As leading developed country borrowers look to innovate in socially responsible financing, those in developing countries say they are unconvinced by the advantages of such instruments.
The European Investment Bank is looking at moving beyond green bonds — an area in which it has been a pioneer — to issue instruments tied to other sustainable development goals. “We are a pioneer in green bonds so why not other SDG bonds?” Werner Hoyer, president of the EIB, told GlobalMarkets. He pointed to notes with proceeds linked to water supply and treatment. “Take blue bonds, and what is happening in big oceanic conferences.
“We are also considering how to print refugee bonds but we are still in the early stages.” The comments came as bankers look to the biggest European sovereign issuers to follow France and Poland to provide more green bond supply.
“With COP23 coming up in Bonn, there is obviously a great opportunity for a sovereign to issue a green bond,” said one senior capital markets banker. “Germany would be a great candidate although such deals can take a long time to structure.”
Yet globally a steady supply of green bonds has failed to materialise, due to a lack of pricing advantages.
Hugo Sarmiento, chief financial officer of Latin American development bank, CAF told GlobalMarkets that spreads on green bonds have not made the securities attractive for the multilateral, which has an annual funding target of $3bn-$4bn. “We haven’t done anything yet because we don’t see a pricing benefit,” he said.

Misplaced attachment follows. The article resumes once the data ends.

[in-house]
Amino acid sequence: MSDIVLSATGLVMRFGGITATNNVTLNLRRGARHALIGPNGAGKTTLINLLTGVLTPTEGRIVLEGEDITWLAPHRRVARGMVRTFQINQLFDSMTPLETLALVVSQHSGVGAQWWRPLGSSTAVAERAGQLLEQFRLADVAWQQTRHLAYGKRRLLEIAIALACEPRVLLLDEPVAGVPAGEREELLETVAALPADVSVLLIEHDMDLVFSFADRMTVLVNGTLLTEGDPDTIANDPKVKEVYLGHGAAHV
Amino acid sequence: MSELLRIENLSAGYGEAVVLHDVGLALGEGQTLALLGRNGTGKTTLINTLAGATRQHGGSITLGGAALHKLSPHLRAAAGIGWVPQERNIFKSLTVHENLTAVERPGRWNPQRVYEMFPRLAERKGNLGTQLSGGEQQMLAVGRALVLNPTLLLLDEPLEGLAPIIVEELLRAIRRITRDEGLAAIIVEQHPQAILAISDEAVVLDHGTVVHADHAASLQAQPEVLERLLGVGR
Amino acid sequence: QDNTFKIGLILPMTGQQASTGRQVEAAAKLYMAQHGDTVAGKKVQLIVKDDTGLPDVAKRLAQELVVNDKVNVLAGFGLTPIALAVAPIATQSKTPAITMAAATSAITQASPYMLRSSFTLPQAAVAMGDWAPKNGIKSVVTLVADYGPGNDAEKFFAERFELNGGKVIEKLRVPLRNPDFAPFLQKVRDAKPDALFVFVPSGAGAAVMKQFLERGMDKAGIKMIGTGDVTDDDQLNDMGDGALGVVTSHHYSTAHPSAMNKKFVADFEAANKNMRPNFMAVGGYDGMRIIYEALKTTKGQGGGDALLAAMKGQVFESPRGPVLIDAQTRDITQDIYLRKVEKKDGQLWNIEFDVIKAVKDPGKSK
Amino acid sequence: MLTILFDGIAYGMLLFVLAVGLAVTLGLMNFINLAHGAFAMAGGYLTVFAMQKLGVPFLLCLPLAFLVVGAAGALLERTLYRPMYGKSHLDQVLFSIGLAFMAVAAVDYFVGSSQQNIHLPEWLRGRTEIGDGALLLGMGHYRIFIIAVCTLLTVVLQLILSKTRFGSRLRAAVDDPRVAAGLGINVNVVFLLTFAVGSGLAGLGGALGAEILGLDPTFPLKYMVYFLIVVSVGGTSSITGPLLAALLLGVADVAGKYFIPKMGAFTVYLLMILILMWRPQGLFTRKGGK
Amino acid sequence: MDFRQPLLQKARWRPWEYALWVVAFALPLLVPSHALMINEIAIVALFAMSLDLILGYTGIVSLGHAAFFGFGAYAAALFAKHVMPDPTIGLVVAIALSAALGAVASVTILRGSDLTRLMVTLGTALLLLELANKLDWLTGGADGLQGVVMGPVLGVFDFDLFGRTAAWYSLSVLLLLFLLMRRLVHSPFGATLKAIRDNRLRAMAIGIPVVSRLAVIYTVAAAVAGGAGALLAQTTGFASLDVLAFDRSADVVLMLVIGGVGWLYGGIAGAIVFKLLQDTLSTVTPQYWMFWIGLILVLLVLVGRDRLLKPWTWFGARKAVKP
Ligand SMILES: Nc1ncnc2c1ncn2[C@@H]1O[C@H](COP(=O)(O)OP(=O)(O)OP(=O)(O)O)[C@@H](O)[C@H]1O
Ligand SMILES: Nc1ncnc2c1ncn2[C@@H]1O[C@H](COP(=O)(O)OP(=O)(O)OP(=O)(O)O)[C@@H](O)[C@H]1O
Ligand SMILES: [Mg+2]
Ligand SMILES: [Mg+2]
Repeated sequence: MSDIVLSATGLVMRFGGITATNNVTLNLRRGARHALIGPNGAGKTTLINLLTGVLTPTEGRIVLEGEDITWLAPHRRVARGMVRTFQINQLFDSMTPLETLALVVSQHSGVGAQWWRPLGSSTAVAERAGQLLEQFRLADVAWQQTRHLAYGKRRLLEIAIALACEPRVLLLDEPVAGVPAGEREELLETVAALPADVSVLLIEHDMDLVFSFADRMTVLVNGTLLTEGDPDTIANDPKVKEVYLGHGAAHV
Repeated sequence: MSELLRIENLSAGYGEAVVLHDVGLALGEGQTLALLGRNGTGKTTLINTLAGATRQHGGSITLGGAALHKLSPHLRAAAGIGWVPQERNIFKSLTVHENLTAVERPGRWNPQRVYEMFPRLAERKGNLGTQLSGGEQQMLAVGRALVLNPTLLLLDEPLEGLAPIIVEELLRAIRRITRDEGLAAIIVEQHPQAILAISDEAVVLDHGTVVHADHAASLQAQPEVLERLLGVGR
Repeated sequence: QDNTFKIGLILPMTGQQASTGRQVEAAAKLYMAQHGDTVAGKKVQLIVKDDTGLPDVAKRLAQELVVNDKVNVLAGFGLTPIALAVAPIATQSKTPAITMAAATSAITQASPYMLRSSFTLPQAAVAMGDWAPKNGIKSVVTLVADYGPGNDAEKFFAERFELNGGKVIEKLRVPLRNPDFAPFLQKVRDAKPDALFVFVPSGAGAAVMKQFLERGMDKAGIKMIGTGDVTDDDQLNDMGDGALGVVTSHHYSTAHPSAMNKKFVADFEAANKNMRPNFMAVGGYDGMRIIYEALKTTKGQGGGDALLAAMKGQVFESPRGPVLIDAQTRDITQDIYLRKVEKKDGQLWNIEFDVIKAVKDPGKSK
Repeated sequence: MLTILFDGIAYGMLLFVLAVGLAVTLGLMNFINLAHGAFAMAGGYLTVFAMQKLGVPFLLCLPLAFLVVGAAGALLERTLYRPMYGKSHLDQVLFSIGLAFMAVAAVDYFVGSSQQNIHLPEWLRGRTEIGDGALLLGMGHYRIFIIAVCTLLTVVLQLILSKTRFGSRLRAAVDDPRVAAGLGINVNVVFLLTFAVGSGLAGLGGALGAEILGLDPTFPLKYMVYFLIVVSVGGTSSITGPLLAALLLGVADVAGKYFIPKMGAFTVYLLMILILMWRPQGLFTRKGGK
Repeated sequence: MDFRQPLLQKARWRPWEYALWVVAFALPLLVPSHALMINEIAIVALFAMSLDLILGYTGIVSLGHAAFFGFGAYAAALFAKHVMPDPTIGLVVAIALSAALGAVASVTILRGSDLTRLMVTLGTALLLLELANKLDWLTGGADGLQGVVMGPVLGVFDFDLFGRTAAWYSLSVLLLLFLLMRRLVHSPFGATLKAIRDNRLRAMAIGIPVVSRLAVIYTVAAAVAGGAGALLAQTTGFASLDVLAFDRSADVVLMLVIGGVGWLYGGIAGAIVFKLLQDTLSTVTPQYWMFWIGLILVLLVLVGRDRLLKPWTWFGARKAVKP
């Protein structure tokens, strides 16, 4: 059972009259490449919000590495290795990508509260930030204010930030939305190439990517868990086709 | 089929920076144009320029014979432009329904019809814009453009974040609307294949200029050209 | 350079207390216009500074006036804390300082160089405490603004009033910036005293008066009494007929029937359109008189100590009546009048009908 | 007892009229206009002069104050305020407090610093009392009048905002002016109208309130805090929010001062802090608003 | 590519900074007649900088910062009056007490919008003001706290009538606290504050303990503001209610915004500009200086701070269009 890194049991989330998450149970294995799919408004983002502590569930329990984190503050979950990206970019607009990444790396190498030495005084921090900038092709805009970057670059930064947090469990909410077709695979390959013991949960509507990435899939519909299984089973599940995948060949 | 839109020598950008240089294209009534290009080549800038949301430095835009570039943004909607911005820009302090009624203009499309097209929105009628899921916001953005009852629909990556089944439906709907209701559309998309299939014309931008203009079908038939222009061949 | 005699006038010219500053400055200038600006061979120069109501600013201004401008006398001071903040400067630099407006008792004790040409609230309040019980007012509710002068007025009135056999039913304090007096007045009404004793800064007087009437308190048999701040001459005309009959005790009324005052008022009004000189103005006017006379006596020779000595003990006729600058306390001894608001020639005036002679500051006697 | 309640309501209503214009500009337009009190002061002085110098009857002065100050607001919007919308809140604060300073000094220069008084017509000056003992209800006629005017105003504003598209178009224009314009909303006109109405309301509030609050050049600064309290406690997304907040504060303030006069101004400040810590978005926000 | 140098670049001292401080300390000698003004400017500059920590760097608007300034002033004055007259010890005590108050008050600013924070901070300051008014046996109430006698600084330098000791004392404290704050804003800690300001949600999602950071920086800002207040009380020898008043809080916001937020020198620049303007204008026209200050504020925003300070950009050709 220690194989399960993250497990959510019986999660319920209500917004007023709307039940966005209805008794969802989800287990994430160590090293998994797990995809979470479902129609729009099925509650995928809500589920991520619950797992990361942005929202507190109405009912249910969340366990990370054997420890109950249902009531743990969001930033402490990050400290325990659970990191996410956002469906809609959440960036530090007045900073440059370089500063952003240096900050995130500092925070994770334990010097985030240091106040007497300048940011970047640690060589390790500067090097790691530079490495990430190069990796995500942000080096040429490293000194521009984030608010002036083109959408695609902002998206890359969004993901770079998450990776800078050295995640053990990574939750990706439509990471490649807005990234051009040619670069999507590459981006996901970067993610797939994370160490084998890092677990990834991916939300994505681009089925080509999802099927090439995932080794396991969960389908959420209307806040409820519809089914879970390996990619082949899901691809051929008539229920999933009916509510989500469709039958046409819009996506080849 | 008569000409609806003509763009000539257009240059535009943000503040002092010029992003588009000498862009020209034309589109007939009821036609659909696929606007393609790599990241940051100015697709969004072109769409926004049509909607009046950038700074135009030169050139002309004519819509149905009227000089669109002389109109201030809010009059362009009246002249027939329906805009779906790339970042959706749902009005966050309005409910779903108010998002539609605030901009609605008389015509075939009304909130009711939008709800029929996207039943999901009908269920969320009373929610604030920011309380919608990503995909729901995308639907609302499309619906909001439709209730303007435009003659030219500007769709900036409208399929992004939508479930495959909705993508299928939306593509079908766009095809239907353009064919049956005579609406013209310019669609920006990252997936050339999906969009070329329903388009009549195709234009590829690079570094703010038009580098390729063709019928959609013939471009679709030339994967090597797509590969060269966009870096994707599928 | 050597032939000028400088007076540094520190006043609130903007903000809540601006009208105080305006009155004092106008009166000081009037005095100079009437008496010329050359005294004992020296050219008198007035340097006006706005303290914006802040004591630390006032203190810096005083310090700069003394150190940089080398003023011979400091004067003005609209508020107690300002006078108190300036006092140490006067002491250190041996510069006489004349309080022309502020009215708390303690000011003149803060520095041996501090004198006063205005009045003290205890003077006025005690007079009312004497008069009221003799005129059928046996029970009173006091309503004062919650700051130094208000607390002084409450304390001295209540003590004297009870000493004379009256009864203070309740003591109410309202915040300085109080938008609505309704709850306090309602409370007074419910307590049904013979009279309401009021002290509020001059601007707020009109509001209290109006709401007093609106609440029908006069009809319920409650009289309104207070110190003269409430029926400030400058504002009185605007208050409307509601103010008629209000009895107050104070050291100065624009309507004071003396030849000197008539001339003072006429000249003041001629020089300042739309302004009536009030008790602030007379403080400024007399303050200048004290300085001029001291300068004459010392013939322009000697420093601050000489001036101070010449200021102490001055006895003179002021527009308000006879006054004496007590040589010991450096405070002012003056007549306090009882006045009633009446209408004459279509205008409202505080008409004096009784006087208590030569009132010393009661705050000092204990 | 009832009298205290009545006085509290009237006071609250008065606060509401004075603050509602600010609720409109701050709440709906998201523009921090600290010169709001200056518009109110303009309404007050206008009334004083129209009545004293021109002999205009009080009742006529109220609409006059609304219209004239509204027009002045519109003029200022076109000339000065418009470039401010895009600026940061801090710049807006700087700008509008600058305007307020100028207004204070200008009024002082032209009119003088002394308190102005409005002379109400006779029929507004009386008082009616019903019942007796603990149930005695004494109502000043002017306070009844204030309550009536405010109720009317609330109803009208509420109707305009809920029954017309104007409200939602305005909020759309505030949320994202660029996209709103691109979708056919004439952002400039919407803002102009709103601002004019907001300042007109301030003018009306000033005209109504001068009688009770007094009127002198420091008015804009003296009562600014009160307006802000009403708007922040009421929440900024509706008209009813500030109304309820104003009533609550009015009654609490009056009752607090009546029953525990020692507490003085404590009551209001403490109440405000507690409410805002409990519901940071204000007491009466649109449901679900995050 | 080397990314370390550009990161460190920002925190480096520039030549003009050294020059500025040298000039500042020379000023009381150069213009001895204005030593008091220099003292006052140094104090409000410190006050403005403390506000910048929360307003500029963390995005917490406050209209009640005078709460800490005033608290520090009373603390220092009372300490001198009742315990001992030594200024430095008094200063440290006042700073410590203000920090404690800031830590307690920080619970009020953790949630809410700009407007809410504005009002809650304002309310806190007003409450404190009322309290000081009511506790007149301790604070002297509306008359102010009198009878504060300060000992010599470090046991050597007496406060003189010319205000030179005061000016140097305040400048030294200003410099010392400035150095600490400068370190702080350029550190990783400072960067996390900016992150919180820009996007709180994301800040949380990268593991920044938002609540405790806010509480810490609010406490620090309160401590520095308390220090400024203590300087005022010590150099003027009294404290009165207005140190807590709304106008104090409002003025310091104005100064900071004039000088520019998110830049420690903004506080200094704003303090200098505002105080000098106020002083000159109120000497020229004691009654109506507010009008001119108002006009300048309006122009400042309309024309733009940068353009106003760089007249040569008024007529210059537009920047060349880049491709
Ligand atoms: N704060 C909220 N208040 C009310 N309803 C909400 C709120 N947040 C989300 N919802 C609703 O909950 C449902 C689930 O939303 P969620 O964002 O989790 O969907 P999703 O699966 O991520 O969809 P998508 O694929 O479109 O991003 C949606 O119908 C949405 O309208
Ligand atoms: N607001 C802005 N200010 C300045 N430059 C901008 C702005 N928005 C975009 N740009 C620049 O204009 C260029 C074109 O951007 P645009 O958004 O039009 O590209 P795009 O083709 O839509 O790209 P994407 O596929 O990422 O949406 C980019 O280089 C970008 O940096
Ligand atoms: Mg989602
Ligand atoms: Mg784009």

CAF has sold “water” bonds in the Japanese Uridashi market. The funds from the securities are earmarked for supplying, cleaning and treating water in Latin America. The bank has considered more mainstream issues of green bonds to diversify investors, Sarmiento added. But not everyone agrees that even that benefit is evident.
“Everybody is looking at green bonds,” says one senior Latin American bond banker. “But at the moment it doesn’t translate into better prices, or new investors, for issuers.”
Sweden is another borrower that has proceeded cautiously on green finance. “I think it’s important for governments to promote green finance in different ways,” says Magdalena Andersson, the country’s finance minister. “We don’t have green sovereign bonds, but we are in different ways promoting green finance, for instance we are a big donor to the green climate fund in the UN.”
At the same time, the government has nudged — but not mandated — its pension funds to look at environmentally-friendly investments. “Their focus is to invest as effectively as possible for the senior citizens of tomorrow,” says Andersson. “It’s just pointing out that green investments have certain advantages.”
The right signal?
Another concern for Sarmiento was, ironically, sending the wrong message by issuing a green bond. “Anything we do is aimed at promoting development,” he said. “To that extent, should we segment our funding and our bonds — one is green bonds, one is water bonds — or should we say to investors that all of CAF is a socially responsible investment?”
Moody’s data show that Asia Pacific issuers have led the way on issuance of green bonds, accounting for 44% of such deals globally to date. Similarly, financial institutions are the biggest issuer type, having sold around 43% of such deals, according to Moody’s.
By Katie Llanos-Small, Owen Sanderson
14 Oct 2017
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